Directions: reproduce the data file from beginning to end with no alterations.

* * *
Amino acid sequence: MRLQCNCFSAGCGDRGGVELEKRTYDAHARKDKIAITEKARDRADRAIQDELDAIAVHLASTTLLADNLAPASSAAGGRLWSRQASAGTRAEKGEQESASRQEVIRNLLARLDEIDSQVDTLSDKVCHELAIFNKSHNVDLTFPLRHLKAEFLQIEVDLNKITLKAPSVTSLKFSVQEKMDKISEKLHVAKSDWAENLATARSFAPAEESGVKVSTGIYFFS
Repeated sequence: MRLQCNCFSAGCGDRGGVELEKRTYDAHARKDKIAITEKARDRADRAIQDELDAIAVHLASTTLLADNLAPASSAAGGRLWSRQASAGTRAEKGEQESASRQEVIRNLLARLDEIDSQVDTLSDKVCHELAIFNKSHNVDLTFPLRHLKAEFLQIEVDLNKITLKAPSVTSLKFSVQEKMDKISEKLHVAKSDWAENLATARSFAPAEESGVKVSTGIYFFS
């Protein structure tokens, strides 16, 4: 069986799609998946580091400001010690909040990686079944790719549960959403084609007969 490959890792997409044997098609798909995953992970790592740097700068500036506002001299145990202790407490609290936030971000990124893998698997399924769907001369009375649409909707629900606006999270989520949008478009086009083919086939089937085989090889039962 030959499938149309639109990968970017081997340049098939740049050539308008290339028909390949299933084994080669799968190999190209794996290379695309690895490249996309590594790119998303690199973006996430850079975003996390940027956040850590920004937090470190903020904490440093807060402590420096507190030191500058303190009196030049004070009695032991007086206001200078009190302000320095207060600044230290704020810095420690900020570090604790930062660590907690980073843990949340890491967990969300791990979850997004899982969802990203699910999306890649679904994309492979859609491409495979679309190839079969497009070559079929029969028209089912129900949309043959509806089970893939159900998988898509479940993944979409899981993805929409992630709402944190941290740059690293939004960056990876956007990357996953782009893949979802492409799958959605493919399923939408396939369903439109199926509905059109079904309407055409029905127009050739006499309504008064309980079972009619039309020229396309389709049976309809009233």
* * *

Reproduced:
Amino acid sequence: MRLQCNCFSAGCGDRGGVELEKRTYDAHARKDKIAITEKARDRADRAIQDELDAIAVHLASTTLLADNLAPASSAAGGRLWSRQASAGTRAEKGEQESASRQEVIRNLLARLDEIDSQVDTLSDKVCHELAIFNKSHNVDLTFPLRHLKAEFLQIEVDLNKITLKAPSVTSLKFSVQEKMDKISEKLHVAKSDWAENLATARSFAPAEESGVKVSTGIYFFS
Repeated sequence: MRLQCNCFSAGCGDRGGVELEKRTYDAHARKDKIAITEKARDRADRAIQDELDAIAVHLASTTLLADNLAPASSAAGGRLWSRQASAGTRAEKGEQESASRQEVIRNLLARLDEIDSQVDTLSDKVCHELAIFNKSHNVDLTFPLRHLKAEFLQIEVDLNKITLKAPSVTSLKFSVQEKMDKISEKLHVAKSDWAENLATARSFAPAEESGVKVSTGIYFFS
């Protein structure tokens, strides 16, 4: 069986799609998946580091400001010690909040990686079944790719549960959403084609007969 490959890792997409044997098609798909995953992970790592740097700068500036506002001299145990202790407490609290936030971000990124893998698997399924769907001369009375649409909707629900606006999270989520949008478009086009083919086939089937085989090889039962 030959499938149309639109990968970017081997340049098939740049050539308008290339028909390949299933084994080669799968190999190209794996290379695309690895490249996309590594790119998303690199973006996430850079975003996390940027956040850590920004937090470190903020904490440093807060402590420096507190030191500058303190009196030049004070009695032991007086206001200078009190302000320095207060600044230290704020810095420690900020570090604790930062660590907690980073843990949340890491967990969300791990979850997004899982969802990203699910999306890649679904994309492979859609491409495979679309190839079969497009070559079929029969028209089912129900949309043959509806089970893939159900998988898509479940993944979409899981993805929409992630709402944190941290740059690293939004960056990876956007990357996953782009893949979802492409799958959605493919399923939408396939369903439109199926509905059109079904309407055409029905127009050739006499309504008064309980079972009619039309020229396309389709049976309809009233």